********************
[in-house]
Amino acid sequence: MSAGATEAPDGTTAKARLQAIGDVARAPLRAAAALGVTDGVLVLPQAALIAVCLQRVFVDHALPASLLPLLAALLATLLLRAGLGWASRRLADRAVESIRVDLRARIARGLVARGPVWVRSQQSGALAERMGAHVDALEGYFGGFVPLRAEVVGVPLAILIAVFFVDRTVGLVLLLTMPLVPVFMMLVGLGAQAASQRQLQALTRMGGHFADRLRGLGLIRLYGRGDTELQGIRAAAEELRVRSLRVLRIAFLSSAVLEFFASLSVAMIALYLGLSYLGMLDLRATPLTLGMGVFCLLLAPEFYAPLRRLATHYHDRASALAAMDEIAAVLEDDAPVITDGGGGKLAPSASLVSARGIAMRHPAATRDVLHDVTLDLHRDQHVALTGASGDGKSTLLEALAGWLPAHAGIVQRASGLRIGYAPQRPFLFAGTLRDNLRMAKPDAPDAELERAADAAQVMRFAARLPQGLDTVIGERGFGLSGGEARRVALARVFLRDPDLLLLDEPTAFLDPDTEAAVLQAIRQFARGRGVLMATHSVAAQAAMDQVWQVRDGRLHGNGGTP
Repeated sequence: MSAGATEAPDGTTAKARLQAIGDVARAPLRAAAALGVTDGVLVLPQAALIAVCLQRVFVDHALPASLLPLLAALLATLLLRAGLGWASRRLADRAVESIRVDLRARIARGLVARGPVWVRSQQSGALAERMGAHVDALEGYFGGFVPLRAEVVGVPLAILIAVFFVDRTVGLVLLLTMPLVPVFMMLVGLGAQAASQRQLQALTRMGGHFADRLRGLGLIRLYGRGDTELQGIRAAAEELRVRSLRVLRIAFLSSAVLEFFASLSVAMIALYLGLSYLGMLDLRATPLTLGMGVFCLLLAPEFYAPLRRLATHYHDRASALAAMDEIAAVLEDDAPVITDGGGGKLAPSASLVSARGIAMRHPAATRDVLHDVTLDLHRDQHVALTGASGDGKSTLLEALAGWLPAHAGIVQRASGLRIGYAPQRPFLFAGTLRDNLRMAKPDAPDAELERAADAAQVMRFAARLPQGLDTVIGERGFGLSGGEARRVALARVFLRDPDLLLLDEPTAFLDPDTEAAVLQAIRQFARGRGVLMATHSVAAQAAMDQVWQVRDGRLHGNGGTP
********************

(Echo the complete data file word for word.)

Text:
[in-house]
Amino acid sequence: MSAGATEAPDGTTAKARLQAIGDVARAPLRAAAALGVTDGVLVLPQAALIAVCLQRVFVDHALPASLLPLLAALLATLLLRAGLGWASRRLADRAVESIRVDLRARIARGLVARGPVWVRSQQSGALAERMGAHVDALEGYFGGFVPLRAEVVGVPLAILIAVFFVDRTVGLVLLLTMPLVPVFMMLVGLGAQAASQRQLQALTRMGGHFADRLRGLGLIRLYGRGDTELQGIRAAAEELRVRSLRVLRIAFLSSAVLEFFASLSVAMIALYLGLSYLGMLDLRATPLTLGMGVFCLLLAPEFYAPLRRLATHYHDRASALAAMDEIAAVLEDDAPVITDGGGGKLAPSASLVSARGIAMRHPAATRDVLHDVTLDLHRDQHVALTGASGDGKSTLLEALAGWLPAHAGIVQRASGLRIGYAPQRPFLFAGTLRDNLRMAKPDAPDAELERAADAAQVMRFAARLPQGLDTVIGERGFGLSGGEARRVALARVFLRDPDLLLLDEPTAFLDPDTEAAVLQAIRQFARGRGVLMATHSVAAQAAMDQVWQVRDGRLHGNGGTP
Repeated sequence: MSAGATEAPDGTTAKARLQAIGDVARAPLRAAAALGVTDGVLVLPQAALIAVCLQRVFVDHALPASLLPLLAALLATLLLRAGLGWASRRLADRAVESIRVDLRARIARGLVARGPVWVRSQQSGALAERMGAHVDALEGYFGGFVPLRAEVVGVPLAILIAVFFVDRTVGLVLLLTMPLVPVFMMLVGLGAQAASQRQLQALTRMGGHFADRLRGLGLIRLYGRGDTELQGIRAAAEELRVRSLRVLRIAFLSSAVLEFFASLSVAMIALYLGLSYLGMLDLRATPLTLGMGVFCLLLAPEFYAPLRRLATHYHDRASALAAMDEIAAVLEDDAPVITDGGGGKLAPSASLVSARGIAMRHPAATRDVLHDVTLDLHRDQHVALTGASGDGKSTLLEALAGWLPAHAGIVQRASGLRIGYAPQRPFLFAGTLRDNLRMAKPDAPDAELERAADAAQVMRFAARLPQGLDTVIGERGFGLSGGEARRVALARVFLRDPDLLLLDEPTAFLDPDTEAAVLQAIRQFARGRGVLMATHSVAAQAAMDQVWQVRDGRLHGNGGTP